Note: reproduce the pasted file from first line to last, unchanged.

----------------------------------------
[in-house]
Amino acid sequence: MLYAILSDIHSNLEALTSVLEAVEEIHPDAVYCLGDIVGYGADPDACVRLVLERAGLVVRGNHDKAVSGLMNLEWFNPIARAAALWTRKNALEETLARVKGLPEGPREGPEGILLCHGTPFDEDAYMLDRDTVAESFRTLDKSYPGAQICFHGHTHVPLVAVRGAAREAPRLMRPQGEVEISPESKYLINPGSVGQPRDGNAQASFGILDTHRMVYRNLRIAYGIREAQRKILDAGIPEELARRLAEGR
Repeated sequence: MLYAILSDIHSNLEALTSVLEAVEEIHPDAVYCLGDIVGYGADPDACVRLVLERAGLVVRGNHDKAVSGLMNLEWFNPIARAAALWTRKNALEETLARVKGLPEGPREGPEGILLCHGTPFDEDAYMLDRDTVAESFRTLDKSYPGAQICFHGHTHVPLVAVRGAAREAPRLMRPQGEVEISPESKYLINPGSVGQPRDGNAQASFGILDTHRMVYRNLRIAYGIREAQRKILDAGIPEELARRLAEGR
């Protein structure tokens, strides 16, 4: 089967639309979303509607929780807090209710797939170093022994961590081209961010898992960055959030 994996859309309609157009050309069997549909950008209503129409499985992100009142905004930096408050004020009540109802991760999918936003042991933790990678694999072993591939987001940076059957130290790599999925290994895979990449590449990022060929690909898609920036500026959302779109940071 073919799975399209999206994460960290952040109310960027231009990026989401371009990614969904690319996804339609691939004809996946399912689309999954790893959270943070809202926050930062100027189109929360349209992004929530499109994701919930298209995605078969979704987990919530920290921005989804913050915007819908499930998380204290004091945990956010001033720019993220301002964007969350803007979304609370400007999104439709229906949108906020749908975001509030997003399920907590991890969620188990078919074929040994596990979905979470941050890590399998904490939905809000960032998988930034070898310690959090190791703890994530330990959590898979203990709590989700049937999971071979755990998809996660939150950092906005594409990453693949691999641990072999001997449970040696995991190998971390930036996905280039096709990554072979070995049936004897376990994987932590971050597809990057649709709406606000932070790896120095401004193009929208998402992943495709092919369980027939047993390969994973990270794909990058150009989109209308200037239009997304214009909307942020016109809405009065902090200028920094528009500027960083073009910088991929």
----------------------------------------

[in-house]
Amino acid sequence: MLYAILSDIHSNLEALTSVLEAVEEIHPDAVYCLGDIVGYGADPDACVRLVLERAGLVVRGNHDKAVSGLMNLEWFNPIARAAALWTRKNALEETLARVKGLPEGPREGPEGILLCHGTPFDEDAYMLDRDTVAESFRTLDKSYPGAQICFHGHTHVPLVAVRGAAREAPRLMRPQGEVEISPESKYLINPGSVGQPRDGNAQASFGILDTHRMVYRNLRIAYGIREAQRKILDAGIPEELARRLAEGR
Repeated sequence: MLYAILSDIHSNLEALTSVLEAVEEIHPDAVYCLGDIVGYGADPDACVRLVLERAGLVVRGNHDKAVSGLMNLEWFNPIARAAALWTRKNALEETLARVKGLPEGPREGPEGILLCHGTPFDEDAYMLDRDTVAESFRTLDKSYPGAQICFHGHTHVPLVAVRGAAREAPRLMRPQGEVEISPESKYLINPGSVGQPRDGNAQASFGILDTHRMVYRNLRIAYGIREAQRKILDAGIPEELARRLAEGR
């Protein structure tokens, strides 16, 4: 089967639309979303509607929780807090209710797939170093022994961590081209961010898992960055959030 994996859309309609157009050309069997549909950008209503129409499985992100009142905004930096408050004020009540109802991760999918936003042991933790990678694999072993591939987001940076059957130290790599999925290994895979990449590449990022060929690909898609920036500026959302779109940071 073919799975399209999206994460960290952040109310960027231009990026989401371009990614969904690319996804339609691939004809996946399912689309999954790893959270943070809202926050930062100027189109929360349209992004929530499109994701919930298209995605078969979704987990919530920290921005989804913050915007819908499930998380204290004091945990956010001033720019993220301002964007969350803007979304609370400007999104439709229906949108906020749908975001509030997003399920907590991890969620188990078919074929040994596990979905979470941050890590399998904490939905809000960032998988930034070898310690959090190791703890994530330990959590898979203990709590989700049937999971071979755990998809996660939150950092906005594409990453693949691999641990072999001997449970040696995991190998971390930036996905280039096709990554072979070995049936004897376990994987932590971050597809990057649709709406606000932070790896120095401004193009929208998402992943495709092919369980027939047993390969994973990270794909990058150009989109209308200037239009997304214009909307942020016109809405009065902090200028920094528009500027960083073009910088991929």